Everyone agrees that there is need for a change in our current healthcare system.  Millions of people¹s healthcare needs are being lost in the cracks of a flawed system and it is costing the government nearly $100 billion. This cost could be dramatically decreased if the uninsured people of this nation would seek preventative, not just palliative, care.  Diseases and conditions cost the least to treat when discovered early, which can only be accomplished through regular, preventative care.  There are many answers as to why uninsured Americans only seek medical care when absolutely necessary, but most of these reasons boil down to cost.  In recent years the cost of healthcare has gone up astronomically and it can be traced to frivolous lawsuits.  These lawsuits have forced some practitioners to pay a malpractice insurance annual premium of nearly $300,000, based solely on where they practice and their chosen specialty. The increase of malpractice premiums has had a threefold negative affect.  One, to combat the increasing overhead cost of running a practice and the decreasing reimbursement rates, doctors are being forced to increase their fees. This rise creates a greater divide between those who can receive regular care and those who cannot.  A second response to the increase in overhead costs is that doctors are being forced to see more and more patients per day just to break even.  Patients are being ³herded² through offices and sometimes do not even see a medical doctor during their visit.  One particular office I worked in, an orthopaedic surgeon¹s office, saw seventy to ninety patients per day!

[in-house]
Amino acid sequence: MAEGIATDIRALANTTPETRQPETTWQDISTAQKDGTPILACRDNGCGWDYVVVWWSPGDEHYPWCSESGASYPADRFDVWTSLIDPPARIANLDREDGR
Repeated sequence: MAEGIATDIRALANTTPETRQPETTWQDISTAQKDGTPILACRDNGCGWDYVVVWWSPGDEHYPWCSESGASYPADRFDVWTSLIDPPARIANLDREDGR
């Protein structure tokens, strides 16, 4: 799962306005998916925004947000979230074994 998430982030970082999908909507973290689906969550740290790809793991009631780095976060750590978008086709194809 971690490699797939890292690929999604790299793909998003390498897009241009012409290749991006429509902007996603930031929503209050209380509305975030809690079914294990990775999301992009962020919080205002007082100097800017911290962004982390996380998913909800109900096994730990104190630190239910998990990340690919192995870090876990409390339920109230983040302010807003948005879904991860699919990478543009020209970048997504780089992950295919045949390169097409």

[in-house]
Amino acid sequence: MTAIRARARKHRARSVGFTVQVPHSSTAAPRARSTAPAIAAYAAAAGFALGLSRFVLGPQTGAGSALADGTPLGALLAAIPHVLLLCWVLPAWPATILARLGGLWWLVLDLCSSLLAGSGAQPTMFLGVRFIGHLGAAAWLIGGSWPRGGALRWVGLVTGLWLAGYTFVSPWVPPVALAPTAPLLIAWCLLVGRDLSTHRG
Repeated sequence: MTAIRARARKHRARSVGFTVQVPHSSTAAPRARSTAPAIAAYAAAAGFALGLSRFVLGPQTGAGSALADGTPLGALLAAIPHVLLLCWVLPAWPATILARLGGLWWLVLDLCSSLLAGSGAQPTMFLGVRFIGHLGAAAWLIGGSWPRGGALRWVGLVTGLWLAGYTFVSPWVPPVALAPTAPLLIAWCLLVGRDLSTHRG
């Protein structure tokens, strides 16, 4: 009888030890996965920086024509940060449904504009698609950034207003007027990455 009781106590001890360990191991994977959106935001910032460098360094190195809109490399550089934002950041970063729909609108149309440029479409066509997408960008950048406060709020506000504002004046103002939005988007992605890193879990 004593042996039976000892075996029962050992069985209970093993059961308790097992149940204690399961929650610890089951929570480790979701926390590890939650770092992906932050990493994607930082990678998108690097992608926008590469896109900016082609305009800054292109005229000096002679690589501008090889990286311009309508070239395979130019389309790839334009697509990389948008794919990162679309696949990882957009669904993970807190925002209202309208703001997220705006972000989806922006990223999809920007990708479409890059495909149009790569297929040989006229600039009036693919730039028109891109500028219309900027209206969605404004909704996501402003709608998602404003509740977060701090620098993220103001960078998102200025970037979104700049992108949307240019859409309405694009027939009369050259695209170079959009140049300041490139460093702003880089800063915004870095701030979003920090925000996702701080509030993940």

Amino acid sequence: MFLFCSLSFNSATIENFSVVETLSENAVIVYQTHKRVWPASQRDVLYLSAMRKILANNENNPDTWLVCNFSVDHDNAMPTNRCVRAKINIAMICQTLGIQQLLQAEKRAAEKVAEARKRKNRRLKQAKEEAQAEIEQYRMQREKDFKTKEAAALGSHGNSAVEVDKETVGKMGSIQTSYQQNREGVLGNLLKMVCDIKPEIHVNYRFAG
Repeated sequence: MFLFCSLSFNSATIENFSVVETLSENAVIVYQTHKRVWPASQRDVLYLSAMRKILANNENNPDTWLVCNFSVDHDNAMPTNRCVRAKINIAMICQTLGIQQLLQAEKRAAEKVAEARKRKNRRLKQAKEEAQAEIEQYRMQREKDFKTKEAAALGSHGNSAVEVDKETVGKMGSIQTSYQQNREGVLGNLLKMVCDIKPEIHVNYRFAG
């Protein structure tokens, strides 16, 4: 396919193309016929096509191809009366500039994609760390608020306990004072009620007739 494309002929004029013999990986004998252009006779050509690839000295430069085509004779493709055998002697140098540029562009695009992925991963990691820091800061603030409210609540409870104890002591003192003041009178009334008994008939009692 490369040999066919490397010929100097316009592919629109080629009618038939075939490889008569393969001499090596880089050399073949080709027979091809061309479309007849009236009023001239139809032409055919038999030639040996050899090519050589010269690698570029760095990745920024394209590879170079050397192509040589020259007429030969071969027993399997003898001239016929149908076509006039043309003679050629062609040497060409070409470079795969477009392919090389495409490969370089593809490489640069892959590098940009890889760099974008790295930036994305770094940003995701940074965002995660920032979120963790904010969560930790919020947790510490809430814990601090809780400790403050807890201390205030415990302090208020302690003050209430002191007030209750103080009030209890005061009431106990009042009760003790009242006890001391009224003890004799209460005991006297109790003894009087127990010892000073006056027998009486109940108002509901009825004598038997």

Things can be overlooked and mistakes can be made when that patient volume is seen. Lastly, many excellent physicians are hanging up the stethoscope in frustration of a failing system where insurance companies and lawyers dictate what will be done.

     I am not saying that physicians should not held accountable.  If a medical practitioner does something that harms their patient, they should take ownership of their actions. The Governor¹s veto of SB 55, if not overturned, opens the door for more frivolous lawsuits that will raise the cost of healthcare in Kansas even more.  If we are serious about reforming the healthcare system, we must choose a practical starting point.  I believe that starting point should be overturning the Governor¹s veto on SB 55.


    KMS Statement in response to the Governor’s veto of SB 55 regarding amendments to the Kansas Consumer Protection Act